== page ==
‘Landscapes Approach’ Dovetails With REDD+, Scientist Says

Dec 4th, 2013 | By | Category: Capacity Development, Development and Climate Change, News, REDD+, UNFCCC

A proposal to alleviate deforestation could benefit greatly from a cross-sectoral, holistic approach to land management, according to a top forest carbon expert.

The broader thinking of a “landscapes approach” is useful for planning and land-use assessments, which can integrate multiple land-use options and generate helpful scenarios key to devising strategies for maintaining forests’ carbon and forests’ health, said Martin Herold, an associate scientist with the Center for International Forestry Research (CIFOR) and a professor at Wageningen University in the Netherlands.

A landscapes approach seeks to ensure that all uses of land in a given area — and all the human users of that land — are being addressed by integrated, sustainable policies.

This approach can benefit planning around REDD+, which is complex because it involves multi-sector and multi-stakeholder perspectives that reside not just within forests, but on broader concepts with far-reaching components.

“We must think and monitor broader than forests for REDD+,” Herold said on the sidelines of U.N. climate talks in Warsaw, Poland. “The landscape is a concept quite new to the broader REDD+ audience, but because REDD+ is complex, a landscapes approach is probably the right scale to structure that complexity.”

REDD+ is being developed under the U.N. Framework Convention on Climate Change (UNFCCC) aimed at creating a financial value for keeping carbon stored in forests, and increasing incentives to encourage sustainable management of forested lands in order to reduce greenhouse gas emissions.

At the UNFCCC Conference of Parties in Poland, negotiators agreed on the Warsaw Framework for REDD+, which aims to help developing countries reduce greenhouse gas emissions from deforestation and degradation of forests, which account for one fifth of all human-generated emissions. The United States, Britain and Norway pledged $280 million in financing for sustainable forest landscapes.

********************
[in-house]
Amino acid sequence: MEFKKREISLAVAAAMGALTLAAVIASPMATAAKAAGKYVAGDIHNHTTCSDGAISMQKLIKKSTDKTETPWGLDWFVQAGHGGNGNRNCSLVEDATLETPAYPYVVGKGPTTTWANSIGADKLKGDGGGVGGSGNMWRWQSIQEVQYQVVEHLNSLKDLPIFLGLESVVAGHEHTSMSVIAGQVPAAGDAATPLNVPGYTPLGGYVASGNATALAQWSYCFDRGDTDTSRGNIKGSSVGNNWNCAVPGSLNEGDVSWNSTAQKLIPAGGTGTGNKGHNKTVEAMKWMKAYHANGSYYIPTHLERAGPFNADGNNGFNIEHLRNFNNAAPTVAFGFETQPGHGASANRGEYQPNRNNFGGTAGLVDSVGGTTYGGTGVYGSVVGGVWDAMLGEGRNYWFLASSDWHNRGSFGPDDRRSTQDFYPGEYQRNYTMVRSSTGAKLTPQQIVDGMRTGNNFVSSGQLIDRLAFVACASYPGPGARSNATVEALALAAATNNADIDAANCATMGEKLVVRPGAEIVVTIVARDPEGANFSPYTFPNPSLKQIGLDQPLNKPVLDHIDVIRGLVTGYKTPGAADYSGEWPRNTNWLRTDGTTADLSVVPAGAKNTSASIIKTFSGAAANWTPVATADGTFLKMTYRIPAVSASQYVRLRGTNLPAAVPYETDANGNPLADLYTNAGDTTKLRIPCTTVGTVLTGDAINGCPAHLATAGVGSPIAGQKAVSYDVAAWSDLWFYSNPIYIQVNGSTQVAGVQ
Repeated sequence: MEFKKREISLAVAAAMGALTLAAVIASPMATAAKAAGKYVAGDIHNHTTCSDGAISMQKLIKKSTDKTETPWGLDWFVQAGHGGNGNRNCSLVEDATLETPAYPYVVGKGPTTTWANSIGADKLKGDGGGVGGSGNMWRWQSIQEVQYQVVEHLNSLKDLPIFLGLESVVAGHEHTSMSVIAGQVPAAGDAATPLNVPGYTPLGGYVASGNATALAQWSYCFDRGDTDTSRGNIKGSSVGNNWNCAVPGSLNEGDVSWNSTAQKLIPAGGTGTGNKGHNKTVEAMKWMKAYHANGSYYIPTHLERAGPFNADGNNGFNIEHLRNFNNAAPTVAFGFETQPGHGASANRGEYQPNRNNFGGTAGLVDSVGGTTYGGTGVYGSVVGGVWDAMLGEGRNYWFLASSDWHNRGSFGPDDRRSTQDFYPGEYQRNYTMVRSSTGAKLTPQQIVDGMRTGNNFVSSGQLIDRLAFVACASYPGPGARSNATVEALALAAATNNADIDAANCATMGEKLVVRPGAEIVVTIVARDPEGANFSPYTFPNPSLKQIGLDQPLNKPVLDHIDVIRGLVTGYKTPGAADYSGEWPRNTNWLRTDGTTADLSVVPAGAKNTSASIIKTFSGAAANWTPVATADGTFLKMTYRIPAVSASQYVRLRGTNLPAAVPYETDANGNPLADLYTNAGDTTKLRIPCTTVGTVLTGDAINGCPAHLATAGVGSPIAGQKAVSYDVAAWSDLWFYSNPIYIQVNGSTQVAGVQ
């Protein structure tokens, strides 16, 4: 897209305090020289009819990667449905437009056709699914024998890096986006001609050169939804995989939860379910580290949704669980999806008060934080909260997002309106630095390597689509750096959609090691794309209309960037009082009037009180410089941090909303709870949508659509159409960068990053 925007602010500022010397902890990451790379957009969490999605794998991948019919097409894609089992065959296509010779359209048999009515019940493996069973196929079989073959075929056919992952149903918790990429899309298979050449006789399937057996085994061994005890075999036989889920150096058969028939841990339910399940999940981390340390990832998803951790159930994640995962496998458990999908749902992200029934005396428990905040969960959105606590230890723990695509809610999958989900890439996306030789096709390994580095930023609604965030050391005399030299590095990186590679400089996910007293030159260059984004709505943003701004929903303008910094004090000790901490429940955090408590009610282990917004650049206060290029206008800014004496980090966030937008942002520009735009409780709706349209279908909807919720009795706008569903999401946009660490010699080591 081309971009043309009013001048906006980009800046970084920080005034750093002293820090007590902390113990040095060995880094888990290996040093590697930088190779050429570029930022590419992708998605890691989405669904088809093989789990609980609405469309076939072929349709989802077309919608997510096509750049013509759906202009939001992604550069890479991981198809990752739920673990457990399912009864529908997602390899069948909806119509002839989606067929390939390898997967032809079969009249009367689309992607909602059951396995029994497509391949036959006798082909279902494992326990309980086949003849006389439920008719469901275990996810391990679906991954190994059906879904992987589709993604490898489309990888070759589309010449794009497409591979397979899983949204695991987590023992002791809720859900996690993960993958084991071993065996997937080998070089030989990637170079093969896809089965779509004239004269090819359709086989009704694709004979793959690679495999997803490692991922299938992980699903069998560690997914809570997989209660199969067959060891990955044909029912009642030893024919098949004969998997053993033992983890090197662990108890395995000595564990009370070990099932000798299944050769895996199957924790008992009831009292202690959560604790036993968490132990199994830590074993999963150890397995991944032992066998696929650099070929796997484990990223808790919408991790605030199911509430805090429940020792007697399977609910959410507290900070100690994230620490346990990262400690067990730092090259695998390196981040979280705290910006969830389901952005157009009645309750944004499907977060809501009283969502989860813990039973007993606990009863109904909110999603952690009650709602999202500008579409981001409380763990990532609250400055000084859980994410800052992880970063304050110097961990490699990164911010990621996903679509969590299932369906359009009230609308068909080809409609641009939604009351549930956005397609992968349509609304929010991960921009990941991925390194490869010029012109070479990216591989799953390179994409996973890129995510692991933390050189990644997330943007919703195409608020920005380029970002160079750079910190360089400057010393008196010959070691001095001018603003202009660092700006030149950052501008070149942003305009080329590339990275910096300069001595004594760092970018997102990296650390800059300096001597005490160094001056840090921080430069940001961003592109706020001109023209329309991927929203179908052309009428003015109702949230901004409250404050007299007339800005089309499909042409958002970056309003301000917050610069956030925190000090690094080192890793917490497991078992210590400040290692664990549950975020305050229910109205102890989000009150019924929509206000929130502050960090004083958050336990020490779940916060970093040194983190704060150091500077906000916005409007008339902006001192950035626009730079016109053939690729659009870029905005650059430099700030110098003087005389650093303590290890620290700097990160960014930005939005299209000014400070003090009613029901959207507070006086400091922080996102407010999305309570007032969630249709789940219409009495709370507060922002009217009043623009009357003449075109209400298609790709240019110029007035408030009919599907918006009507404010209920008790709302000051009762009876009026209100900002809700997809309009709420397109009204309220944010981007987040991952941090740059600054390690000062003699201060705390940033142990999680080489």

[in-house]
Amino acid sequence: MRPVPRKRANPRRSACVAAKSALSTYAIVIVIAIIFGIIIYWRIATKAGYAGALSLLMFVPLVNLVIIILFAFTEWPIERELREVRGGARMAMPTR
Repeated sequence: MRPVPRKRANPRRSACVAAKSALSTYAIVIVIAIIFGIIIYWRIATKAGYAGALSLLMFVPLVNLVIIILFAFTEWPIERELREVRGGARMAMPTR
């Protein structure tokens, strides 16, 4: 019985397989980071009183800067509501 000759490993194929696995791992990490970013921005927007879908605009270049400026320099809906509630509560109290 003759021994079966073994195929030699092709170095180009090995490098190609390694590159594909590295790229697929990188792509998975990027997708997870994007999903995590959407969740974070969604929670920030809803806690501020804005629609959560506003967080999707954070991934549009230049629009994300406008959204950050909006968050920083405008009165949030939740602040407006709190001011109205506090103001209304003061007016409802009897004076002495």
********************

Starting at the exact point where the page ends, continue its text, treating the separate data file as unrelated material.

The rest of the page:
The funds will be managed by the BioCarbon Fund, a World Bank program that manages public and private funds to encourage activities that sequester or conserve carbon emissions in forest and agricultural systems.

“It helps people to think of things that are REDD+ solutions, and assess them on the landscape scale,” Herold said.

“We can assess REDD+ progress based on quantifying reduced emissions or sequestered carbon in the forest, but we also need to consider co-benefits — whether it has changed livelihoods or income, if it has negative or positive side effects on ecosystem services or the amount of food and wood harvested. Those questions can only be seriously addressed with a landscape perspective in mind.”



Started in year 2010, ‘Climate Himalaya’ initiative has been working on Mountains and Climate linked issues in the Himalayan region of South Asia. In the last five years this knowledge sharing portal has become one of the important references for the governments, research institutions, civil society groups and international agencies, those have work and interest in the Himalayas. The Climate Himalaya team innovates on knowledge sharing, capacity building and climatic adaptation aspects in its focus countries like Bhutan, India, Nepal and Pakistan. Climate Himalaya’s thematic areas of work are mountain ecosystem, water, forest and livelihood. Read>>

Himalayan Nations at Climate Change Conference-CoP21

Over 150 heads of state and government gathered in Paris at the UN climate change conference on Monday, 30 November, the largest group of leaders ever to attend a UN event in a single day. In speech after speech, they provided political leadership and support to reach an ambitious and effective climate change agreement by…

Read more…

Comments are closed.

seo packagespress release submissionsocial bookmarking services